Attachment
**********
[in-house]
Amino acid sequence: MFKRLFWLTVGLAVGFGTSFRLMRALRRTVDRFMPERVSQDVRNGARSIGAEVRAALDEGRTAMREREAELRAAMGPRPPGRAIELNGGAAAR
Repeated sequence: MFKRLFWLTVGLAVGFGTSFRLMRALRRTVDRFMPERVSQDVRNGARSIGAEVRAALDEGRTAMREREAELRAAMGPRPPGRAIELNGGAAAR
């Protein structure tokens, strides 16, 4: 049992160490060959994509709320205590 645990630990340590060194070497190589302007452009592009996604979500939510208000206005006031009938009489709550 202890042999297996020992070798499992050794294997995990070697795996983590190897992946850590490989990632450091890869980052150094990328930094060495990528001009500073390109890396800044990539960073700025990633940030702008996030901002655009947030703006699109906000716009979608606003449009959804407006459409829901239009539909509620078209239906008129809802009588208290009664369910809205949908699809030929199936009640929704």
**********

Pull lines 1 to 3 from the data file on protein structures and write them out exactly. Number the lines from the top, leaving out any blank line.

[in-house]
Amino acid sequence: MFKRLFWLTVGLAVGFGTSFRLMRALRRTVDRFMPERVSQDVRNGARSIGAEVRAALDEGRTAMREREAELRAAMGPRPPGRAIELNGGAAAR
Repeated sequence: MFKRLFWLTVGLAVGFGTSFRLMRALRRTVDRFMPERVSQDVRNGARSIGAEVRAALDEGRTAMREREAELRAAMGPRPPGRAIELNGGAAAR